The Canadian women’s basketball program has been ascending through the global ranks for more than a decade. The players have been through tough games and beaten tremendous opponents in a span that has included top-eight 8 finishes at each of the last two Olympics and a No. 4 ranking in the world today.
All of the lessons learned in that rise are going to come in handy as the women make their final push toward a third straight Olympic berth, starting Thursday afternoon in Ostend, Belgium.
“We have a lot of experience to draw upon and a lot of players who have been in tough situations, big games in different countries,” head coach Lisa Thomaidis said. “Hopefully that works in our favour.”
Six of the 12 women — Miah-Marie Langlois, Kia Nurse, Nayo Raincock-Ekunwe, Kim Gaucher, Miranda Ayim and Natalie Achonwa — are holdovers from the quarterfinal team at the 2016 Rio Olympics and, along with Bridget Carleton and Jamie Scott, the seventh-place team at the 2018 world championship.
Canada is in a group — with Belgium, Sweden and Japan — vying for two spots at the Tokyo Olympics this summer. With Japan already guaranteed a berth as the host nation, only one team will miss the Summer Games.
The schedule forces Canada into one of its biggest games right off the bat. They play host Belgium and star Emma Meesseman, the 2019 WNBA Finals MVP, on Thursday at 2:30 ET.
“They have one of the best players in the world on their team … so it’s definitely a good challenge (with them) playing at home,” Gaucher said. “I had some people that wanted to come from my club team in France and tickets here sold out in Belgium almost immediately, which is pretty neat. It’s going to be a full house (in the 5,000-seat Ostend Dome). It’s going to be a hostile environment, which is great practice for us.”
Canada has a veteran roster full of size and athleticism. Achonwa and Kayla Alexander can be a dominant inside duo and the likes of Langlois, Shaina Pellington and Raincock-Ekunwe are above-average athletes. They have star shooters and playmakers in Nurse and Carleton, and Gaucher and Ayim are two veterans who can calm things down when it gets a bit out of control.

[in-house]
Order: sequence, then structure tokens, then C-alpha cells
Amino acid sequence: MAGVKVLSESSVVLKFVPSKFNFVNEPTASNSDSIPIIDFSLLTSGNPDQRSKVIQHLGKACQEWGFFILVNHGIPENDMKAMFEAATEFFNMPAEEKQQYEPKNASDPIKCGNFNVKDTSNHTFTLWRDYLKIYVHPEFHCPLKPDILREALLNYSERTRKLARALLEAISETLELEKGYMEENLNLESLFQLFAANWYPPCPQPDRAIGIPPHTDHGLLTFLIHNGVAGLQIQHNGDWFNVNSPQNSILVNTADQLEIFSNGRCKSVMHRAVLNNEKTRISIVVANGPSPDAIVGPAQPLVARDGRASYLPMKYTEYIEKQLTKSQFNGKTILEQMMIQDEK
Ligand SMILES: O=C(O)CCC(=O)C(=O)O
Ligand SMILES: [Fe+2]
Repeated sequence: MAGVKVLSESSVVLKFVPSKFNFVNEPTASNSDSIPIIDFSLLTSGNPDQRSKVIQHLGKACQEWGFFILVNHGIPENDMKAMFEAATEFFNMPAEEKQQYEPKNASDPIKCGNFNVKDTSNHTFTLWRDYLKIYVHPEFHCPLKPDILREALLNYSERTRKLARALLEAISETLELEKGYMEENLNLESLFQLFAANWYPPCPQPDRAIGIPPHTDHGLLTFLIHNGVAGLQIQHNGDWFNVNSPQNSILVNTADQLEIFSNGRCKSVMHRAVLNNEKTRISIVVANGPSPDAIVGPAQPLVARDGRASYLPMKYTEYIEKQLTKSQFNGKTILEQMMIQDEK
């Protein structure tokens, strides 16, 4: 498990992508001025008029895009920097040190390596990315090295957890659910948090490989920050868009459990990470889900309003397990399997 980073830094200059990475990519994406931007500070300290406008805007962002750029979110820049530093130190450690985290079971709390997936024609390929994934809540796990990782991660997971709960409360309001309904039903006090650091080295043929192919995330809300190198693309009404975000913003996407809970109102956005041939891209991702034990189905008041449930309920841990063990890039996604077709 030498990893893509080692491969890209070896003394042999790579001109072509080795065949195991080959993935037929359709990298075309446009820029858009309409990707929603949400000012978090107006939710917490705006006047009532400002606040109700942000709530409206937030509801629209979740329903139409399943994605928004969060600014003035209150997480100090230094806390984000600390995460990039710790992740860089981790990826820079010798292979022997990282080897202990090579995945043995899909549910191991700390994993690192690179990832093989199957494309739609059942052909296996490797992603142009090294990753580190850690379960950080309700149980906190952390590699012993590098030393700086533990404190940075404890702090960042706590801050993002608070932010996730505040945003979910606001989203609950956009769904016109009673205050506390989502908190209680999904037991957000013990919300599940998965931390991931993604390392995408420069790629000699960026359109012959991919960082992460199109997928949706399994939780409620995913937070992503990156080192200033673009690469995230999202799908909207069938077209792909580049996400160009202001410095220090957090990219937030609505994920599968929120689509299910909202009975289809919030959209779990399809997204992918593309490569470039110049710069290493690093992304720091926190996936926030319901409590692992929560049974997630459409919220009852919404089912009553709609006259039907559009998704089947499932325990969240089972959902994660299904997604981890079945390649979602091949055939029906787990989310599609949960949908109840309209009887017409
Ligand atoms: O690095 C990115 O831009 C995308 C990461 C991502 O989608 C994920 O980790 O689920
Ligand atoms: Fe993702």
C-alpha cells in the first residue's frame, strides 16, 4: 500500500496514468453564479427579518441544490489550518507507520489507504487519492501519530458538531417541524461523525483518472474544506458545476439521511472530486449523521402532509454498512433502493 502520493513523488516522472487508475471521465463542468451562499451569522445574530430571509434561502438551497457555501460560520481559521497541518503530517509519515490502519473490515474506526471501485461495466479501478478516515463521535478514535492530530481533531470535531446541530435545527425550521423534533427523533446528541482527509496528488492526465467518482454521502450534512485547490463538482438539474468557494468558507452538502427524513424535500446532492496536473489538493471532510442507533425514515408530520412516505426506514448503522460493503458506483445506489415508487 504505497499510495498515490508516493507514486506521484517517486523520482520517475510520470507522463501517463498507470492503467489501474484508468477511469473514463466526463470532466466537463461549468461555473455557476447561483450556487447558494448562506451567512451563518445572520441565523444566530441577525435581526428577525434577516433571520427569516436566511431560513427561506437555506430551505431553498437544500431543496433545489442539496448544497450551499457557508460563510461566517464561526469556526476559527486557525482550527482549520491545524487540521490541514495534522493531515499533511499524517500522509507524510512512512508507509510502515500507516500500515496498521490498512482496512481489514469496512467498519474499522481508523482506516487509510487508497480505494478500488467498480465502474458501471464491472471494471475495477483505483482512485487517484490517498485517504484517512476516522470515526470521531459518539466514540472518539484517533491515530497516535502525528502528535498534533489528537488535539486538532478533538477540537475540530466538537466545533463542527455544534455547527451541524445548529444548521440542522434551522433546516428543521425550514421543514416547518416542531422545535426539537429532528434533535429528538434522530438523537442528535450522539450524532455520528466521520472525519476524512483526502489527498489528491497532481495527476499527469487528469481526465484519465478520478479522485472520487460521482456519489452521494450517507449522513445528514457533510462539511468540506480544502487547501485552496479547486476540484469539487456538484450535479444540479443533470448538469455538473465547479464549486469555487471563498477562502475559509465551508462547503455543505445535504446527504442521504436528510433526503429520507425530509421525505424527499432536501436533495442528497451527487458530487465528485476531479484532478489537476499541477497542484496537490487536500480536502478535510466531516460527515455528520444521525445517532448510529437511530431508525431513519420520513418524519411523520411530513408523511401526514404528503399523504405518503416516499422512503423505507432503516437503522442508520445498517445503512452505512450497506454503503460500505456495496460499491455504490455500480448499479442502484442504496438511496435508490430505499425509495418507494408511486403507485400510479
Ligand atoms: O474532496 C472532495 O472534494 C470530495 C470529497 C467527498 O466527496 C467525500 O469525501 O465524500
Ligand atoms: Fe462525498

“We believe our athleticism is our advantage,” Thomaidis said. “We’re going to be more impactful on the defensive end. I thought in November (at an earlier qualification tournament) we weren’t as tight and aggressive and as disruptive as we can be given the athletes that we have, so (we’ll be) looking for a bit more at that end of the floor, for sure.”
Canada’s main strength is its roster familiarity and experience. The top players always commit to training camps and qualification events so there is cohesion within the roster, but they also play in some of the top leagues in the world and gain great experience. There are five who ended last season on WNBA rosters and many have spent this winter playing in France, Australia and Russia in what are considered some of the best women’s leagues around. Toss in the international experience and nothing is likely to come up that the players haven’t seen.
“The experience is huge and the players who have been through it, it makes a huge difference,” Thomaidis said “Nothing is going to faze them and they know exactly what needs to be done to get the job done.
“We’re really able to build on some of things we were doing in November because it’s only been about two months. It’s not the typical gone for eight months and then coming back together. It’s relatively fresh for the players that were there, we can kind of pick up where we left off.”
After Thursday’s game against Belgium, Canada faces Sweden on Saturday and Japan on Sunday.
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